On a past mission, the Invaders murder innocent people. That’s obviously objectionable. Therein lies the problem. Ross and Gage design “Playing God” like a pat frame to create a pretense of tainted heroism. I don’t buy it, and if you think otherwise, you’re wrong. Not because of any philosophy you may hold but because of the writers’ overt manipulation.
In “Warriors from the Deep,” the Doctor uses poison to kill the survivors of an intelligent reptilian race out to trigger a final war waged between humans. He whispers, “There should have been another way.” The Doctor implicitly asks the viewer, “Was there another way?” Maybe there was. The Doctor didn’t have the time to find it, but does that free him from the charges of homicide? Maybe. Maybe not.
Gage and Ross absolve the Invaders before you can question their actions. The facts excuse them. In World War II, Arnim Zola carried out proto bioweapon engineering. The Invaders caught wind of the plan. Zola’s contagion kills rational thought and turns its victims into mindless, misshapen, infectious monsters. Zola, an arch-sphincter, never created an antidote, and medical science at the time was not advanced enough to deal with the problem. The Vision, an extradimensional police officer, declares the Invaders not guilty. Was there another way? No, there wasn’t. End of story. That’s why “Playing God” is unworkable and fails to resonate.
Ross’ and Gage’s attempts to generate impact fizzle, but I can’t fault their premise. The setup is already foreshadowed by history. The Nazis loved to experiment on humans. While there’s no evidence to suggest they intended to breed a superbug that would be unleashed against the sane world, the idea isn’t all that farfetched. The concept of a weaponized contagion even at that time is actually more plausible than Hitler’s super-villains: Master Man, Warrior Woman, U-Man, Baron Blood and the Iron Cross. This Nazi cadre makes a guest appearance.
Had “Playing God” been set in the present day. Had this contagion been developed by Hydra for instance, the heroes would have availed themselves of more possibilities. Reed Richards, Doctor Doom, and Spider-Man are biochemical geniuses. Medical science advances every day and the Marvel Universe is open to science fiction solutions. Even if a cure could not be found in this hypothetical scenario, the heroes can transport the victims to an uninhabited Earth-like planet. So, I credit Ross and Gage for realizing that “Playing God” could only occur during World War II where the Invaders would be forced into murdering Arnim Zola’s innocent victims. The champions simply lacked the resources they have now.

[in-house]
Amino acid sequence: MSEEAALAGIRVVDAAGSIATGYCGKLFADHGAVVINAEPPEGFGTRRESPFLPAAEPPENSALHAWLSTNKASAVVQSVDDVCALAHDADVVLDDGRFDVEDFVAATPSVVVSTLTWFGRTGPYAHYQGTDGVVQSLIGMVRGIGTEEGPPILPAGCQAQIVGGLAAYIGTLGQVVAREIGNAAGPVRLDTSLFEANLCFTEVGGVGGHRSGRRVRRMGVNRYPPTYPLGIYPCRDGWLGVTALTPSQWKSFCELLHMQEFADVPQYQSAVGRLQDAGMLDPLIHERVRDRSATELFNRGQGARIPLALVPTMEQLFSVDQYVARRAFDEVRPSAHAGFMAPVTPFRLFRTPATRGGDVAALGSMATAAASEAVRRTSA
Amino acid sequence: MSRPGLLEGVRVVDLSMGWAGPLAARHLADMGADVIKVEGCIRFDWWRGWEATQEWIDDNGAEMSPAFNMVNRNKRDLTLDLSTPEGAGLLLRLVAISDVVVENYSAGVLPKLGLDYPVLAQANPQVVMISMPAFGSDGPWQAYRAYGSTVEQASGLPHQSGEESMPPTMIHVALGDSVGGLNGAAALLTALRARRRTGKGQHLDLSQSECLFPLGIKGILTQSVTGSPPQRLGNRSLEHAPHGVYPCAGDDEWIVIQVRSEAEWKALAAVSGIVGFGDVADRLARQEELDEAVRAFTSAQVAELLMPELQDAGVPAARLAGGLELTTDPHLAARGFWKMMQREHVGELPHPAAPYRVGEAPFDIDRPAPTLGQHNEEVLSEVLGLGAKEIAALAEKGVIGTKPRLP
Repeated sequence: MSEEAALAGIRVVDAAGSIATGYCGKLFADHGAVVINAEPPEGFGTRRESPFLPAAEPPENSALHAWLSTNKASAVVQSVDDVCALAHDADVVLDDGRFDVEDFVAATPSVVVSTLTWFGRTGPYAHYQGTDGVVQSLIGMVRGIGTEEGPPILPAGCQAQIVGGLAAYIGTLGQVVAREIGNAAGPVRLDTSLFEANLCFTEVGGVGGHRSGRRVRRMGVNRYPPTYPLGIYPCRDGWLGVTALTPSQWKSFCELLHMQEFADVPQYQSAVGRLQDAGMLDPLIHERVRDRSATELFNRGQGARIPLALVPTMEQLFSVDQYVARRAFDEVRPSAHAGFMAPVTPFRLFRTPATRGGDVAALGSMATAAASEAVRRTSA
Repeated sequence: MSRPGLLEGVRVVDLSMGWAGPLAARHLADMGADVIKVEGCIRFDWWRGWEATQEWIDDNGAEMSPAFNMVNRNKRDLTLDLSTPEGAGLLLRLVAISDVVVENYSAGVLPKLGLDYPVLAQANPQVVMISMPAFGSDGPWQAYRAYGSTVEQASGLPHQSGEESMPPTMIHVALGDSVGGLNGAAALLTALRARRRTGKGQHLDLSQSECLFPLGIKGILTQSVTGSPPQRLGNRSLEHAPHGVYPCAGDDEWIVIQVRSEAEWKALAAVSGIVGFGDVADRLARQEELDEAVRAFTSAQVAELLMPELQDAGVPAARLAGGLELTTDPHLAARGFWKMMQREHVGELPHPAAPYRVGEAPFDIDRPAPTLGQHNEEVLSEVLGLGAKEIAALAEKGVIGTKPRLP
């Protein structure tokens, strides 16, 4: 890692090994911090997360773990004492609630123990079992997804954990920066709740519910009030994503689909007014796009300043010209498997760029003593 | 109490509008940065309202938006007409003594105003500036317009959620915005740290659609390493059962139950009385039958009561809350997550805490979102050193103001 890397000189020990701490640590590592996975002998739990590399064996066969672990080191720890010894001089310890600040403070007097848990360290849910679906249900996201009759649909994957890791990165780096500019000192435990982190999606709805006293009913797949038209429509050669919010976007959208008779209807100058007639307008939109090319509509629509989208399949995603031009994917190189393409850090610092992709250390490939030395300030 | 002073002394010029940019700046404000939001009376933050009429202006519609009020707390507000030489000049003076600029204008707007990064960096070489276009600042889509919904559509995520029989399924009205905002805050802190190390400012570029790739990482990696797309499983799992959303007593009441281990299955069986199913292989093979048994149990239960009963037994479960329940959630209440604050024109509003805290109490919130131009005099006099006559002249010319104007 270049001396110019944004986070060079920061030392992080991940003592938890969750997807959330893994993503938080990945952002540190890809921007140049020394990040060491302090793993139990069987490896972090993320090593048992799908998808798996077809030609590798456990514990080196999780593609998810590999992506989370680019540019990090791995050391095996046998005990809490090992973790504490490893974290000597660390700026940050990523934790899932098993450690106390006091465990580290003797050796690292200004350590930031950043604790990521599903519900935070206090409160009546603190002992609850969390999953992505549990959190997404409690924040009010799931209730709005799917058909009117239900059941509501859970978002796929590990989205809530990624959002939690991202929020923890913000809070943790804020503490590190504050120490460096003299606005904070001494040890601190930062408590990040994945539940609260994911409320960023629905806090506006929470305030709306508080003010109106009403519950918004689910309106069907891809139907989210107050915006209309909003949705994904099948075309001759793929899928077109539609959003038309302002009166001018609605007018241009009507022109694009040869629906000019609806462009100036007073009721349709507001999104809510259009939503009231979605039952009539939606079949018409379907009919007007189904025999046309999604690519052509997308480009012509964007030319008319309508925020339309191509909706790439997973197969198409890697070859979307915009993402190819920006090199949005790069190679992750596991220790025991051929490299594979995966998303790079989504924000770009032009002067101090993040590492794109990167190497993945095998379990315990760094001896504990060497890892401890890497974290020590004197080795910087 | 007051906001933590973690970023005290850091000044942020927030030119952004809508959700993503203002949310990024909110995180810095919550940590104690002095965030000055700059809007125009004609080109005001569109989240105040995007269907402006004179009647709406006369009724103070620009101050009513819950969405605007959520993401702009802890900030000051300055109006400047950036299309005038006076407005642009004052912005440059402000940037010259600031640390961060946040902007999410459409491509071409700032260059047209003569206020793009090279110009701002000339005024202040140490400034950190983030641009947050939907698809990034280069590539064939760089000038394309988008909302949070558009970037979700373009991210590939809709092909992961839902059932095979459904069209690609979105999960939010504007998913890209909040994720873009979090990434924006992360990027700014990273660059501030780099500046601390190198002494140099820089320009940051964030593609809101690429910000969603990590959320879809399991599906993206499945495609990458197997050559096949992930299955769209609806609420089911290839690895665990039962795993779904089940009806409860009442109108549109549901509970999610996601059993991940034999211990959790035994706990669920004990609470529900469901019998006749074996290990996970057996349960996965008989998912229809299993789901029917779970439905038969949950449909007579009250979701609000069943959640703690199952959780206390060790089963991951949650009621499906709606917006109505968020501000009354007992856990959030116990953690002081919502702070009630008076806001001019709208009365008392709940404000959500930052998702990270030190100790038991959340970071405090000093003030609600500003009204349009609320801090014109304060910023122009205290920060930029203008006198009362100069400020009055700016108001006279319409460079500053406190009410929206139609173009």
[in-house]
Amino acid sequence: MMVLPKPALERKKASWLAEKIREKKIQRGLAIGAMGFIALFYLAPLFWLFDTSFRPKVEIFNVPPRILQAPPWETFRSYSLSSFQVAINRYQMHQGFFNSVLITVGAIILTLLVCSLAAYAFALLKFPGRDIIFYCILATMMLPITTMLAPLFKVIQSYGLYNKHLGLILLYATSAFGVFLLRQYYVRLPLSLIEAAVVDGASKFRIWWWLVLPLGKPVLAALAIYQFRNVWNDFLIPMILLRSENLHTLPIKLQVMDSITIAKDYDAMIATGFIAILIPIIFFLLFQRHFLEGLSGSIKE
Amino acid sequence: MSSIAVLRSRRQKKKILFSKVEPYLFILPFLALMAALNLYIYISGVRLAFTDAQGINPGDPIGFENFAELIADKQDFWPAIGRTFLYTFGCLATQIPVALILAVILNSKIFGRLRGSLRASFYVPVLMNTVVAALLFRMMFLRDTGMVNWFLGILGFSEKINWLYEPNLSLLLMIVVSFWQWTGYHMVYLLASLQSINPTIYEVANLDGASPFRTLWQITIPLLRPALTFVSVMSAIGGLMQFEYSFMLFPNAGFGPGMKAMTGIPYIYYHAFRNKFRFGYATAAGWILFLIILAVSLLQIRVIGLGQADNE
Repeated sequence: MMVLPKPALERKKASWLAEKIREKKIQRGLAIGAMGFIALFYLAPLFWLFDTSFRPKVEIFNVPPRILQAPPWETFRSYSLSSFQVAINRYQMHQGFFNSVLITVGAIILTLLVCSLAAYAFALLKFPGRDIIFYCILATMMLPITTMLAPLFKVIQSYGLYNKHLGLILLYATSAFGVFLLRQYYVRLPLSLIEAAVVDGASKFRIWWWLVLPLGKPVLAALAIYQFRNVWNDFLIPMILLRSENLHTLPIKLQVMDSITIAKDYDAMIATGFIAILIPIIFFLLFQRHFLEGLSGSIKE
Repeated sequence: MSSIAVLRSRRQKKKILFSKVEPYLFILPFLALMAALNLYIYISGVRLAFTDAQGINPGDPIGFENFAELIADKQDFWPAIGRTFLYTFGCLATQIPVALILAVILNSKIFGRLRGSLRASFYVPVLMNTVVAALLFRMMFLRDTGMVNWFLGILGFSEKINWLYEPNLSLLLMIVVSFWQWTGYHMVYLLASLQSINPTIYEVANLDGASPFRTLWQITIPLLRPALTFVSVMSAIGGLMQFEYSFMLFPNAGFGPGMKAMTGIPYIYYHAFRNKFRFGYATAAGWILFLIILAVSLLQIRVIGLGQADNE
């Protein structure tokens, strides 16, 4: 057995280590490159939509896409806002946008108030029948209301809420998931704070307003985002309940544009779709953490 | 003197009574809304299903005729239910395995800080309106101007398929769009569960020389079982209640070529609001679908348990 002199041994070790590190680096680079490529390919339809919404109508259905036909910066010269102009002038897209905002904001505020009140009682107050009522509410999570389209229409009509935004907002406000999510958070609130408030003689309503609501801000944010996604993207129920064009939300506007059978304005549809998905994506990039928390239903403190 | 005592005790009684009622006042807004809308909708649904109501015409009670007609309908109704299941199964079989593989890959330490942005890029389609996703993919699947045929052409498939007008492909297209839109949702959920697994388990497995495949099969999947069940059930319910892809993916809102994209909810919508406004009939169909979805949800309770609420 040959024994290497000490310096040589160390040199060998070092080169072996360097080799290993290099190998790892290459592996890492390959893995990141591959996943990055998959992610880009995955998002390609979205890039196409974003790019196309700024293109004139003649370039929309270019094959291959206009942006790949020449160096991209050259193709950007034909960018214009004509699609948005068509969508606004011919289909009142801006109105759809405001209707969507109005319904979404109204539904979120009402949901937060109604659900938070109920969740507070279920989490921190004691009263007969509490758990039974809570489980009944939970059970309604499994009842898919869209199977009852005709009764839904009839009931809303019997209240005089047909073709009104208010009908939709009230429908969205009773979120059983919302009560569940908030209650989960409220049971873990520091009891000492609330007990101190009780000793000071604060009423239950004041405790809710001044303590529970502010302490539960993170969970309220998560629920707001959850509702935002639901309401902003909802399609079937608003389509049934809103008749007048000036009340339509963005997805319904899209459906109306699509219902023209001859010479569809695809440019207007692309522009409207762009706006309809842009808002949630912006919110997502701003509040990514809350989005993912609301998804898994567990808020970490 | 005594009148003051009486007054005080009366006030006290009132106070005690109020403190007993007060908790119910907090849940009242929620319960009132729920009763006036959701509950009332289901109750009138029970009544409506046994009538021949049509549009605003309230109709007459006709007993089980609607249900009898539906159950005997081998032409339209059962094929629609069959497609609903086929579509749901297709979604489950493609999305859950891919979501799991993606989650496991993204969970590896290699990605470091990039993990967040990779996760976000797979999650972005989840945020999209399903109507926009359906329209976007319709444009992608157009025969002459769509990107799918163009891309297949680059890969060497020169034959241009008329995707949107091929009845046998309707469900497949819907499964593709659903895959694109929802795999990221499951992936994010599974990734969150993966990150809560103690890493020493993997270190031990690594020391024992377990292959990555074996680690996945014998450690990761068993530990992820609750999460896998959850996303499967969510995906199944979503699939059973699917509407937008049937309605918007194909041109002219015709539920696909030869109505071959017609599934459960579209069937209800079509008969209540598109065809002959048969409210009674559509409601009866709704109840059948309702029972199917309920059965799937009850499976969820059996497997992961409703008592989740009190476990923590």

The writers’ machinations made me feel detached from the story, but Caio Reis tried his very best to touch my heart. Spitfire wears her emotions on her golden sleeve. We see her expressing pain, tears, and misery over the decision. You may cynically suggest, well, Spitfire is soft. She’s a lady with lady emotions. The men will be another story. Not so. Captain America also weeps. Fear not, he does not blubber. Bucky removes his mask as the victims breathe their last. The gesture suggests that he does not believe he’s worthy of wearing an emblem of honor. Reis portrays Union Jack’s desperation through the hero’s rough handling of a Nazi scientist. Namor clearly does not like the idea of breaking an old man’s neck to stave off infection.
Although this issue of Invaders Now may work in the context of the larger five chapter story, as a single comic book, it leaves much for which to be desired. Still, the art’s above average and colorful. It displays the tortured souls of these champions even if there really isn’t a struggle.